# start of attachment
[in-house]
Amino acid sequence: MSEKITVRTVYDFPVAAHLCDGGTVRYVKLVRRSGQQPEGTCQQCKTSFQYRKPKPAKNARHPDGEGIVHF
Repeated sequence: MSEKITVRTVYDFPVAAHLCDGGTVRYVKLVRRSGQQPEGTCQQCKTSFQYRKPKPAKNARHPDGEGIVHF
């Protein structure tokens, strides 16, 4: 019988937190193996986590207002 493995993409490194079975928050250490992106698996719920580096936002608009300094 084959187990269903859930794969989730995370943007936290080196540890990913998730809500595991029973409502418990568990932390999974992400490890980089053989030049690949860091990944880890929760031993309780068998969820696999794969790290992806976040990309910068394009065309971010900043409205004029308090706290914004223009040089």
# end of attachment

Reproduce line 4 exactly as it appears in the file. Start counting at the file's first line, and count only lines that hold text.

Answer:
């Protein structure tokens, strides 16, 4: 019988937190193996986590207002 493995993409490194079975928050250490992106698996719920580096936002608009300094 084959187990269903859930794969989730995370943007936290080196540890990913998730809500595991029973409502418990568990932390999974992400490890980089053989030049690949860091990944880890929760031993309780068998969820696999794969790290992806976040990309910068394009065309971010900043409205004029308090706290914004223009040089």